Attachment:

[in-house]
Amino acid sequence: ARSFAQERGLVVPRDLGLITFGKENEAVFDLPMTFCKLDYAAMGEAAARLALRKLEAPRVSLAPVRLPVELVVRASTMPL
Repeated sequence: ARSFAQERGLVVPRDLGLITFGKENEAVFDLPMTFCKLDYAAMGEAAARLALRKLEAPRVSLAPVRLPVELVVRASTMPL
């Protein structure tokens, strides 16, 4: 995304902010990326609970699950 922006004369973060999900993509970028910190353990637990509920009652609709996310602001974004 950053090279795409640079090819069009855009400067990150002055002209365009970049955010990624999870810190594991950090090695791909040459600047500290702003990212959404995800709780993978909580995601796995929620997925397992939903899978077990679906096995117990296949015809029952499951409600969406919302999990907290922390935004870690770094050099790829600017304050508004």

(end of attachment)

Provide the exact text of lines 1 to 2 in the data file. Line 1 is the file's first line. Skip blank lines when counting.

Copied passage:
[in-house]
Amino acid sequence: ARSFAQERGLVVPRDLGLITFGKENEAVFDLPMTFCKLDYAAMGEAAARLALRKLEAPRVSLAPVRLPVELVVRASTMPL